FCHS Class of 2023: 'We're done'

by Sean Dunlap

Franklin County High School conferred six dozen diplomas to its graduating upperclassmen during an emotional and, at times, humorous hour-long service on Friday, May 19 at Louie Mullins Memorial Stadium in Meadville.
The program began with a processional march by FCHS seniors around the distance of the stadium track — parading past well-wishing spectators in the visitors stands and then to the packed home side of the football field, which was filled with cheering family members, before taking their seats.
Senior Ken’trez Darell Bonds opened the event with student-led prayer in which he asked for God’s guiding hand on what the future holds for himself and his peers that were part of the 12th grade class completing its recommended course of studies.
“Let us not forget the blessings that follow behind us,” Bonds said. “This school has given us a safe place to learn in and a strong foundation to build upon as we take these next steps.”

Bonds prayed for the school’s teachers and family members who had helped the senior class reach what he referred to as a “finish line.”

“We have experienced many bumps in the road, and, on this day, we especially thank you for the friends we have among our classmates, the jokes we will laugh at in the years to come and even for the hardships and tears we have endured side by side,” he continued.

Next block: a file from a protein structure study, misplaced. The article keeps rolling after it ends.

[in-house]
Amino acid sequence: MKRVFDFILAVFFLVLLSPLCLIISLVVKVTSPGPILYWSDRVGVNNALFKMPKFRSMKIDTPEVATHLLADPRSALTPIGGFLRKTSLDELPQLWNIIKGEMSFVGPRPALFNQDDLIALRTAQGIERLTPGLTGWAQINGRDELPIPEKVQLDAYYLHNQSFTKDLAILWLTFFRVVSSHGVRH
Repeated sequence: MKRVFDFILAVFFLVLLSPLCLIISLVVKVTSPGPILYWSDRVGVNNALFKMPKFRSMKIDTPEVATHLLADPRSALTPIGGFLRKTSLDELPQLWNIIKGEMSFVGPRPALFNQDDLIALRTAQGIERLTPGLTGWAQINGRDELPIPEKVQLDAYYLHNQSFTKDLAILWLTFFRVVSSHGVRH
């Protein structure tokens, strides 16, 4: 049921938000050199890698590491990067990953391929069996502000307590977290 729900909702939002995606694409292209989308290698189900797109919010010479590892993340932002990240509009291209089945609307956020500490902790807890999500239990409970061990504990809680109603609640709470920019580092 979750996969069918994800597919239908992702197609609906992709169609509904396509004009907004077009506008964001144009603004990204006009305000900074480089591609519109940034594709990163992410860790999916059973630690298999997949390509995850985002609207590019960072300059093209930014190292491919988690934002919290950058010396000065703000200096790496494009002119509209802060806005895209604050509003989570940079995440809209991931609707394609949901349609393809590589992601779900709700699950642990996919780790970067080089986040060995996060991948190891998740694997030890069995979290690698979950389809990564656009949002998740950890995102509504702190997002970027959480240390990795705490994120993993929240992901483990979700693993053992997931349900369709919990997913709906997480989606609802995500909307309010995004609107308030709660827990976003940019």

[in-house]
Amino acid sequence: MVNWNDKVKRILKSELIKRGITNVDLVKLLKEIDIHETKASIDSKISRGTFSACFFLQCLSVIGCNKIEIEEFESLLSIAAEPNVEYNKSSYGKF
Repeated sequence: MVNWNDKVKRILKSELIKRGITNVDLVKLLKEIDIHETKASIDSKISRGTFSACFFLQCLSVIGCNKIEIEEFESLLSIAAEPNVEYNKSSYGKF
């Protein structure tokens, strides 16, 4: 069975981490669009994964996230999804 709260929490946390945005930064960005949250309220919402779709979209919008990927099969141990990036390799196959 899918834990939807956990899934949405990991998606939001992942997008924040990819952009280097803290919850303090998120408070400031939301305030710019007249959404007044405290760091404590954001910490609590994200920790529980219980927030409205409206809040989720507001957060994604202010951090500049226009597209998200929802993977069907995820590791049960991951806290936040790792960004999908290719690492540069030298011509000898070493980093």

“Your love has been made evident through the relationships we have enjoyed. Let us continue to lay down our lives for each other as You did for each of us. Let us love each other fearlessly and seek Your will for the remainder of our lives.”

In opening remarks to start the commencement program, Franklin County Superintendent of Education Chris Kent thanked parents, family members and friends for the role they played in helping senior students reach this milestone in their lives.

“We thank you for the opportunity you have given us in educating this awesome group of kids,” Kent said.
“Seniors, I want to especially thank you for your perseverance and hard work in overcoming obstacles and difficulties you have faced to reach your goal of education. The challenges and fears we all faced during the COVID-19 pandemic only made you stronger as a class and stronger as individuals.”